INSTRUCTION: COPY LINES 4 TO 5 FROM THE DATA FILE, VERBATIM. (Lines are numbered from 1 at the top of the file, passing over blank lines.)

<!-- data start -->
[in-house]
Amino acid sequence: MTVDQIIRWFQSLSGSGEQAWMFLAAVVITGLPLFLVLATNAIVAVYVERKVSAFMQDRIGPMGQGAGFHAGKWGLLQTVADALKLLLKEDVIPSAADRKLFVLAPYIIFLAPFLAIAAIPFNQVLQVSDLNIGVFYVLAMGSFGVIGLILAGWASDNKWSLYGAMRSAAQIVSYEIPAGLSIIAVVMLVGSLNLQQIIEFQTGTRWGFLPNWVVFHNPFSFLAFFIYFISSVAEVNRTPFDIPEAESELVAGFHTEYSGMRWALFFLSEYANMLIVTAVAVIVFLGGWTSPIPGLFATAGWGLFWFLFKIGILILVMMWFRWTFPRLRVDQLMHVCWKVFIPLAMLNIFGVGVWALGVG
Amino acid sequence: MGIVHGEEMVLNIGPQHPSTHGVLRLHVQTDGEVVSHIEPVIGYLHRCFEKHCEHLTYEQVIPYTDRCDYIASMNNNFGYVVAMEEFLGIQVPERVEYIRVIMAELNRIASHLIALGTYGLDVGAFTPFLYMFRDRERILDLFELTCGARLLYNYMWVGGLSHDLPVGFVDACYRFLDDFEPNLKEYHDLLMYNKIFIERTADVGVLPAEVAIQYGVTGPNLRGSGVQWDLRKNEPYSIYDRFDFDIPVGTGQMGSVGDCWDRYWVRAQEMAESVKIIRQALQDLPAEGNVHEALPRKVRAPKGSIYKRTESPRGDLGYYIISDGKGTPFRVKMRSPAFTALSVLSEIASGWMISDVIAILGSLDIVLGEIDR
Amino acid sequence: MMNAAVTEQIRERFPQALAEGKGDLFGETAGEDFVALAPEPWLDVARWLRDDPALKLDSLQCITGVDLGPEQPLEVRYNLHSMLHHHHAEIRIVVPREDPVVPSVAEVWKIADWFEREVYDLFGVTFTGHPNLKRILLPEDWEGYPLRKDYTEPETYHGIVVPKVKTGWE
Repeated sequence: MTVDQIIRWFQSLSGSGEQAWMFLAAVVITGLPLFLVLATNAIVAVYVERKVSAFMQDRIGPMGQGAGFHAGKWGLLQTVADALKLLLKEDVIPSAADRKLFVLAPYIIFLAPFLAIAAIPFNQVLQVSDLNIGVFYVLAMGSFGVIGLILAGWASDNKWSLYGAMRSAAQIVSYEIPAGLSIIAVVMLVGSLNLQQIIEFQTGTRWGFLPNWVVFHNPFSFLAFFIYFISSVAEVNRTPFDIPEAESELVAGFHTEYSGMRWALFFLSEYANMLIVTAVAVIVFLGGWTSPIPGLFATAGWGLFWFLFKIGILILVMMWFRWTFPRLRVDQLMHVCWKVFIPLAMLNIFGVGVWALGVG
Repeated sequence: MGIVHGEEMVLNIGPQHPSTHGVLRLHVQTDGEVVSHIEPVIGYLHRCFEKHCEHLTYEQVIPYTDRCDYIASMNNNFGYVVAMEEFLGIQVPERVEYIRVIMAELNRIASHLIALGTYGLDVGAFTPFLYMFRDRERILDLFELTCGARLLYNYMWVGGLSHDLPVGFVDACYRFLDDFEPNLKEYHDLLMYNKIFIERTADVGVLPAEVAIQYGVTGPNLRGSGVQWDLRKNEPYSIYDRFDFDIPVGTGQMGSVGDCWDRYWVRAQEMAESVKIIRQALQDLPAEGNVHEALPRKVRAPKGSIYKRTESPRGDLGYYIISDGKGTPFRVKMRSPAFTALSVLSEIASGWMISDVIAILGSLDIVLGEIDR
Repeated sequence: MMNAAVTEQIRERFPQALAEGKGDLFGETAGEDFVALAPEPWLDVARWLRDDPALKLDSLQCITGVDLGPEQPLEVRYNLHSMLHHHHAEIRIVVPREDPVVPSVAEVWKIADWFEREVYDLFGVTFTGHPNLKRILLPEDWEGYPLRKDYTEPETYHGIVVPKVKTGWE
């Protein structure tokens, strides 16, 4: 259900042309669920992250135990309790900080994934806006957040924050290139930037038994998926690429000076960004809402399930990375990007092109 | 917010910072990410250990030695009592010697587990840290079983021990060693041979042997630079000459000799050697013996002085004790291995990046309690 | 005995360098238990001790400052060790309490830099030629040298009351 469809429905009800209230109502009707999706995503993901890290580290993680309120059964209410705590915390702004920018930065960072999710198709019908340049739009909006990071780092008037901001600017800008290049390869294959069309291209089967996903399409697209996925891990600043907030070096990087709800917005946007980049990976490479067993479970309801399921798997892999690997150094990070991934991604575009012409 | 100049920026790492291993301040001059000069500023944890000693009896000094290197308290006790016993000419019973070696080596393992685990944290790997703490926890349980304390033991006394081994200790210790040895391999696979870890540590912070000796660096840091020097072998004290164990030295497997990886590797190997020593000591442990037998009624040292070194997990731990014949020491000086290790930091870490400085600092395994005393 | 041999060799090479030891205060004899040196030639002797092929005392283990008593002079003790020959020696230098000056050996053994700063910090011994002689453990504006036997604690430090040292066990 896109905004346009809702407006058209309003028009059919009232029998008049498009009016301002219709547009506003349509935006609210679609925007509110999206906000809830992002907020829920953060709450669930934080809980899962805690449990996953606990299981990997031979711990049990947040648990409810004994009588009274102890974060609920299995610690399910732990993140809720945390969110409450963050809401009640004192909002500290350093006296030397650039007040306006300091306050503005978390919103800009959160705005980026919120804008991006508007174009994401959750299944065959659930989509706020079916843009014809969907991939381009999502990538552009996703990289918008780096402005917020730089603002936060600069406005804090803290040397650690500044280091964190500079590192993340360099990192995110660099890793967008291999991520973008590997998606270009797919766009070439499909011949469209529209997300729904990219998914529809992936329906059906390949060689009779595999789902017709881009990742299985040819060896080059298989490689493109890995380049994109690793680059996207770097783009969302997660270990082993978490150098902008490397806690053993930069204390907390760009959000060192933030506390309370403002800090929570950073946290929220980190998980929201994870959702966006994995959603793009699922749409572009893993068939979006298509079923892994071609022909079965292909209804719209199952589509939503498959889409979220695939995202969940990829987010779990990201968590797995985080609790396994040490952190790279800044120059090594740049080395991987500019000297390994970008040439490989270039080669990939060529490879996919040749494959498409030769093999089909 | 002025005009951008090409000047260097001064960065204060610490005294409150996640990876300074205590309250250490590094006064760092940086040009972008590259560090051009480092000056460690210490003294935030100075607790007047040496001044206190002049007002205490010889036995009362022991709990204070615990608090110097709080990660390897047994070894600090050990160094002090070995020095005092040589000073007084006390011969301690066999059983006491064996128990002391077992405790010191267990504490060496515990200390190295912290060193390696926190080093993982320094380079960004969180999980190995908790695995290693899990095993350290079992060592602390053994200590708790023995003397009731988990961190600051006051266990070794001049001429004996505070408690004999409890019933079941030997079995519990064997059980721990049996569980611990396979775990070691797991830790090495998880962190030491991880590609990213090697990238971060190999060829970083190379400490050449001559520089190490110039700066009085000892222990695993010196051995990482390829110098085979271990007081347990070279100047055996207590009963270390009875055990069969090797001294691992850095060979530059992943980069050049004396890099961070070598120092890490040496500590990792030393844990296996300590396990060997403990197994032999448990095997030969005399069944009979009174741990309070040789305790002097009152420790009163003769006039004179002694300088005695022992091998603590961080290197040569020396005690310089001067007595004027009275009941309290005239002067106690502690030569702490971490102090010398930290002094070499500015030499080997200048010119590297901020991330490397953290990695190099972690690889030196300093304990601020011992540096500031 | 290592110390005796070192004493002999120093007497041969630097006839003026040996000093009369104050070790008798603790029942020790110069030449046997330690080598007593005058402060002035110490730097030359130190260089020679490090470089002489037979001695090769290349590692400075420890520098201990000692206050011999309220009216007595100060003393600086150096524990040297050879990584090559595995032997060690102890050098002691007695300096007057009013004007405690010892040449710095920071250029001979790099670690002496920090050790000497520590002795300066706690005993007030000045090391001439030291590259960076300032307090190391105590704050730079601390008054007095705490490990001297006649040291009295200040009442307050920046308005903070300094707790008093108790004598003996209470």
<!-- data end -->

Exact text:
Amino acid sequence: MMNAAVTEQIRERFPQALAEGKGDLFGETAGEDFVALAPEPWLDVARWLRDDPALKLDSLQCITGVDLGPEQPLEVRYNLHSMLHHHHAEIRIVVPREDPVVPSVAEVWKIADWFEREVYDLFGVTFTGHPNLKRILLPEDWEGYPLRKDYTEPETYHGIVVPKVKTGWE
Repeated sequence: MTVDQIIRWFQSLSGSGEQAWMFLAAVVITGLPLFLVLATNAIVAVYVERKVSAFMQDRIGPMGQGAGFHAGKWGLLQTVADALKLLLKEDVIPSAADRKLFVLAPYIIFLAPFLAIAAIPFNQVLQVSDLNIGVFYVLAMGSFGVIGLILAGWASDNKWSLYGAMRSAAQIVSYEIPAGLSIIAVVMLVGSLNLQQIIEFQTGTRWGFLPNWVVFHNPFSFLAFFIYFISSVAEVNRTPFDIPEAESELVAGFHTEYSGMRWALFFLSEYANMLIVTAVAVIVFLGGWTSPIPGLFATAGWGLFWFLFKIGILILVMMWFRWTFPRLRVDQLMHVCWKVFIPLAMLNIFGVGVWALGVG